Jeremy Glaser: For Morningstar, I'm Jeremy Glaser. With the stock market looking almost fully valued, should investors be shying away from equities? I am here today with our vice president of global equity and credit research, Heather Brilliant, to answer this question.
Heather, thanks for joining me today.
Heather Brilliant: Thanks for having me, Jeremy.
Glaser: So let's take a look at valuation first. We're a little bit more than three years now from the market bottom in 2009. Where are stocks sitting?
Brilliant: Well, right now, we think they are pretty close to fairly valued. They are just a hair under fairly valued, if you look across all of our coverage universe. At the bottom of the financial crisis, we had about 60% of equities having Morningstar Ratings for stocks of 5 stars. Now, we have literally 60 stocks--out of 1,800--that are trading at 5 stars. So, it is a lot harder to come across supercheap opportunities right now.
Glaser: Without seeing huge discounts and huge margins of safety, you've talked before that when you buy a stock, you really want that margin of safety there. This is because if something goes wrong, if things don't go exactly as you expect, you can still get a decent return out of that. But now for the market as a whole, that margin of safety is gone. Does that mean that stocks really should just be something that you avoid? Should people be looking at alternative investments instead of a traditional stock fund or a traditional stock portfolio?
Brilliant: Not in my opinion. I think there are still a lot of opportunities within stocks. You just have to be willing to dig to that next level of depth. It's hard to just look at stocks as a whole, and say that there's a lot of opportunity generally speaking. But if you start digging into some of the sectors, such as energy or basic materials, there are actually quite a lot of opportunities to be uncovered.
Glaser: It sounds like it certainly pays to be selective. But a lot times, investors are not just deciding where to allocate money in equities, but they are also wondering whether they should be in equities or in fixed income, or even be looking at some other different types of places where that money can go, maybe just even cash. How do you think about stocks in relation to something like bonds right now?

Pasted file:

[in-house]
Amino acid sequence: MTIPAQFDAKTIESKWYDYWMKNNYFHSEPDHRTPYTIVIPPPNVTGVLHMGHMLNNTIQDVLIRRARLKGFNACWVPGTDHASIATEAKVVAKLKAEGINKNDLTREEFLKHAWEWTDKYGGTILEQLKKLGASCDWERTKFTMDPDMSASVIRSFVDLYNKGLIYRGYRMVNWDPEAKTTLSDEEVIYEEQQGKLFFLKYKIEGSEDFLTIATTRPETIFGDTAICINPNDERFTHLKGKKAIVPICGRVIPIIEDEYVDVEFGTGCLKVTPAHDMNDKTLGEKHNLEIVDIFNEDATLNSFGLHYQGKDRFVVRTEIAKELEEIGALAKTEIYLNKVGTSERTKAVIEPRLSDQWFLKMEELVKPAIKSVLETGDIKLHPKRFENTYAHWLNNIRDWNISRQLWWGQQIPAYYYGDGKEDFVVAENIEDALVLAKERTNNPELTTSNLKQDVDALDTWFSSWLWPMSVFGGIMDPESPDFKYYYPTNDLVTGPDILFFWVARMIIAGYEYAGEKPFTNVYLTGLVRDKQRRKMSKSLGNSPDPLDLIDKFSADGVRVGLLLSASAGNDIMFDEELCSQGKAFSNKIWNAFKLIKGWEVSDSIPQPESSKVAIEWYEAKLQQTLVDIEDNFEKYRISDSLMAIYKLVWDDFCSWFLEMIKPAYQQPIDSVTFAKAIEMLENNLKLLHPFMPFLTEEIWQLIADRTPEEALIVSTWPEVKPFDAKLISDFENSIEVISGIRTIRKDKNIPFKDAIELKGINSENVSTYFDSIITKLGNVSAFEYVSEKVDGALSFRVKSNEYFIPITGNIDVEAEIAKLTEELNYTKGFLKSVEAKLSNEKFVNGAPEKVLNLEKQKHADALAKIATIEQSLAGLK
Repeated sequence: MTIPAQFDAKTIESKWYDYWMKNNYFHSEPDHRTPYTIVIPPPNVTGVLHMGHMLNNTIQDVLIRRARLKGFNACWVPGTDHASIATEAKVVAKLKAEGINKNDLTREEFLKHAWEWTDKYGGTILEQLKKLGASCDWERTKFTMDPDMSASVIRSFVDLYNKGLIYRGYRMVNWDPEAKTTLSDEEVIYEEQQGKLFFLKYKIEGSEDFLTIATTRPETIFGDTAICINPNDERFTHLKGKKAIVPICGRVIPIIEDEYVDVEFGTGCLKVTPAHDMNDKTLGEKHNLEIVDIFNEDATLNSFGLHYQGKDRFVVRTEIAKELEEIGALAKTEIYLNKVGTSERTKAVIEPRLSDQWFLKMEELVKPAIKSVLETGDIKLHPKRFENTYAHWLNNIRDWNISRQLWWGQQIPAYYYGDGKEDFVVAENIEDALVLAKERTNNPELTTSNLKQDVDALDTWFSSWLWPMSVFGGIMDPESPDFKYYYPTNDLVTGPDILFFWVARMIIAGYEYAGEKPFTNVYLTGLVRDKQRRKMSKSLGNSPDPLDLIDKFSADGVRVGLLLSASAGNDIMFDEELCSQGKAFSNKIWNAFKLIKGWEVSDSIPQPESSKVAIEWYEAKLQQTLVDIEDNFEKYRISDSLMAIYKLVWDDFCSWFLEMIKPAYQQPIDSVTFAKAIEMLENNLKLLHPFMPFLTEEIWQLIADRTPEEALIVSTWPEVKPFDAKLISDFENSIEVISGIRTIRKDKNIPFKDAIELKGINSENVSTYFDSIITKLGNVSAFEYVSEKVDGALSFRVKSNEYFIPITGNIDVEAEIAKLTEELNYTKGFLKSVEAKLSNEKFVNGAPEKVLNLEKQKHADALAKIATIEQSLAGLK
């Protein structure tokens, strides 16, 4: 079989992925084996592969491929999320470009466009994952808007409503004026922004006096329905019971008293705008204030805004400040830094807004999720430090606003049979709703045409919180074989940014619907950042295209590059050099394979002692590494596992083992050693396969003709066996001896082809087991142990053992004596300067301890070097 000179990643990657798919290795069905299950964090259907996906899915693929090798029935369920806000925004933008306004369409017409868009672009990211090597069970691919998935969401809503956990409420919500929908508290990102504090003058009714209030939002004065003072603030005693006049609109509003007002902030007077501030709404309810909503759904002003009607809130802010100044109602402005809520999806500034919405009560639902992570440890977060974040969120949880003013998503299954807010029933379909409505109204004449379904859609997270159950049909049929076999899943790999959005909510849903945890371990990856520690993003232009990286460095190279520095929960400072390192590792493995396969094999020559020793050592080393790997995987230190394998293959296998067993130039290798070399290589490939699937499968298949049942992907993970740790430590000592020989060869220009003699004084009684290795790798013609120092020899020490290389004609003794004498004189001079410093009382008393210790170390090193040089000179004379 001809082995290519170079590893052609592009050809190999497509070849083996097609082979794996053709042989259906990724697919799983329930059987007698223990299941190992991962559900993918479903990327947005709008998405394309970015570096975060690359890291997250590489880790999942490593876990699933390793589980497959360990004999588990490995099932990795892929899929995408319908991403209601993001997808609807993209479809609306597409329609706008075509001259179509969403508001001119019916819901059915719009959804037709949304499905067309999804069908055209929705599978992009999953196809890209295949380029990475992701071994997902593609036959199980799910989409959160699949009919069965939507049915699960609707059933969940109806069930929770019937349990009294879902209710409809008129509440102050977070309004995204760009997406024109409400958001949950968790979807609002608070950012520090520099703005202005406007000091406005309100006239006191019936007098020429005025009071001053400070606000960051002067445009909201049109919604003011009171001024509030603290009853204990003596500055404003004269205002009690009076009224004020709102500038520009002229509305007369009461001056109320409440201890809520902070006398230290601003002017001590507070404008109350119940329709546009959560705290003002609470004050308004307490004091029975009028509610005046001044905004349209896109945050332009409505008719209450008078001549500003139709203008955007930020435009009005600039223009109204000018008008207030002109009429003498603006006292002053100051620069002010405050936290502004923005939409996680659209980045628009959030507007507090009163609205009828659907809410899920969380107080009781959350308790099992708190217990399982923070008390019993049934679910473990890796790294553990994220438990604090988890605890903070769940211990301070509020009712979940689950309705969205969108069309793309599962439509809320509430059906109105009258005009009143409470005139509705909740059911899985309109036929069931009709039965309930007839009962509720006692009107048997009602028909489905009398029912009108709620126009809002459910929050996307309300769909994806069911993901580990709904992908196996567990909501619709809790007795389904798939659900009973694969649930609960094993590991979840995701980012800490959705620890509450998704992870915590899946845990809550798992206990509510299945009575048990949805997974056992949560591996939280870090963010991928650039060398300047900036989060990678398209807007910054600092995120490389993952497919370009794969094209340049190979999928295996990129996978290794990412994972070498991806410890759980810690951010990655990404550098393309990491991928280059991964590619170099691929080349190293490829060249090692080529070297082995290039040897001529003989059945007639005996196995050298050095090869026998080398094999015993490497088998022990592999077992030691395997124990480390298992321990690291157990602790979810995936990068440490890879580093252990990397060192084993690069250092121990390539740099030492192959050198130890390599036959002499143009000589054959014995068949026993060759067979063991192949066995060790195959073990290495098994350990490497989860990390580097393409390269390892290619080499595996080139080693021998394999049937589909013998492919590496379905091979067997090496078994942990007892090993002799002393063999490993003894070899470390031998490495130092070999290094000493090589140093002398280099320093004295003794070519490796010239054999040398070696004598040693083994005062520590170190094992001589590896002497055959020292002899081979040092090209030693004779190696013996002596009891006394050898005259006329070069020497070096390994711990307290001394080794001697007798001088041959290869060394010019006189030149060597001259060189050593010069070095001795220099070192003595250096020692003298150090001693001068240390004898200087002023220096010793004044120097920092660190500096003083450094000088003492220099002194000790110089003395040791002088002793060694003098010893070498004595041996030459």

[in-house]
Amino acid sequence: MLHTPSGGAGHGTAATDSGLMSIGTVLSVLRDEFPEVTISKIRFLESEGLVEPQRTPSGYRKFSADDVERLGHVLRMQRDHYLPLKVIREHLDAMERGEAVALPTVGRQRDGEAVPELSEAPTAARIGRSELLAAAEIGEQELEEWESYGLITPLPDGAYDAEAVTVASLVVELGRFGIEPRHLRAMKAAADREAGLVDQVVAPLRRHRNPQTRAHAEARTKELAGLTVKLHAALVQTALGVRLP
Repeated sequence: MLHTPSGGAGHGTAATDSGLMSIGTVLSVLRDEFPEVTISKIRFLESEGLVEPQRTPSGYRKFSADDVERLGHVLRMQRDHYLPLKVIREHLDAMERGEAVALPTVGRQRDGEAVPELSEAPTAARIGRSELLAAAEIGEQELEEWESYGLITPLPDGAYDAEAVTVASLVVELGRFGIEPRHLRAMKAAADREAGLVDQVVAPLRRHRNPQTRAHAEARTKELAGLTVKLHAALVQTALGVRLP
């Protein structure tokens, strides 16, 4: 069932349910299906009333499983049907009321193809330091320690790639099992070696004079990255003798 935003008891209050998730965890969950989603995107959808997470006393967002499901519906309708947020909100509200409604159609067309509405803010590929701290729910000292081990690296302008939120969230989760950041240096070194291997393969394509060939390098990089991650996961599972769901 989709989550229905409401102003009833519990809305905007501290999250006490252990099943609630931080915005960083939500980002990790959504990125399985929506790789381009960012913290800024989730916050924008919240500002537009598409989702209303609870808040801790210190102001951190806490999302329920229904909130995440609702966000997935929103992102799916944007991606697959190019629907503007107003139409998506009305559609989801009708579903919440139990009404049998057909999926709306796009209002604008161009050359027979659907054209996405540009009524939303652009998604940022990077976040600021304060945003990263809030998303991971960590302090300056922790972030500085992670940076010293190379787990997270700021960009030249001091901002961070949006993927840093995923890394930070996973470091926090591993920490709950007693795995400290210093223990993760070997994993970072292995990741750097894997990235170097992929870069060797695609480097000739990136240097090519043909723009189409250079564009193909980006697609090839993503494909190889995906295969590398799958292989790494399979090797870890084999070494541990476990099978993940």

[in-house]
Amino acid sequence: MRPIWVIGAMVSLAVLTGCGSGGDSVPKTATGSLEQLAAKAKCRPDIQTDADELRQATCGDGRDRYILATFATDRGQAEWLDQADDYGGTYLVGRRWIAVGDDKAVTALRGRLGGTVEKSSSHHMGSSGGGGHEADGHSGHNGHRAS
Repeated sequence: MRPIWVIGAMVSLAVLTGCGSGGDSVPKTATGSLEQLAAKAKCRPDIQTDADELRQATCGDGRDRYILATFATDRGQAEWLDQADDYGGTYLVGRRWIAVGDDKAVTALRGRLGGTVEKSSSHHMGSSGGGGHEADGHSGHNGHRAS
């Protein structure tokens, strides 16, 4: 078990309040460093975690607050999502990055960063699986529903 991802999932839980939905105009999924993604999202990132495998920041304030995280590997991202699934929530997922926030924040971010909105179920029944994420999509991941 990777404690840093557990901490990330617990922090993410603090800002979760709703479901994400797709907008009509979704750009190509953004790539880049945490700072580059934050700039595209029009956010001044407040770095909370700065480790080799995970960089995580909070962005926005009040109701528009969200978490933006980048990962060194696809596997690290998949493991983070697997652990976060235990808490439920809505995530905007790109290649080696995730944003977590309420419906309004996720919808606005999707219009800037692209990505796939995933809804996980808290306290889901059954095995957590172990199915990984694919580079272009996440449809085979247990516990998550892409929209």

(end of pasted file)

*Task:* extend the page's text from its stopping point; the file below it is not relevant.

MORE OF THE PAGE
Brilliant: That is a really good question, Jeremy, and you've seen a lot of fund flows just pouring into bond funds. And it's something that I think is a bit of a red flag at this point because if you look at the history of interest rates, we have a chart that literally shows that interest rates have done nothing but go down during the last 10 years. I don't think that's a shock to anybody watching this video. But the fact is, at this point, we really think that interest rates in general have nowhere to go but either flat or maybe even start to go up. So, are we saying interest rates are going start going up tomorrow? No. But are they going to start going up before they start going down? We think so. So the risk/reward is no longer in investors' favor to be pouring money into, especially, Treasury-oriented bond funds.
Glaser: You have that interest-rate risk, so even if certainly stocks aren't maybe going to have quite the returns even if you would've bought them a few years ago, you still think you are going to be better-off in that asset class, choosing wisely versus being in Treasuries?
Brilliant: I think so, and you've heard a lot of people talk about how we are in a period of deleveraging and how there's not going to be a lot of economic growth. That certainly is one possible outcome. But it's also possible, and we are seeing quite a lot of signs, that the economy is starting to improve. As we start to see some economic recovery, that can cause inflation to start to ease up as well, which puts a lot of pressure on interest rates to go up.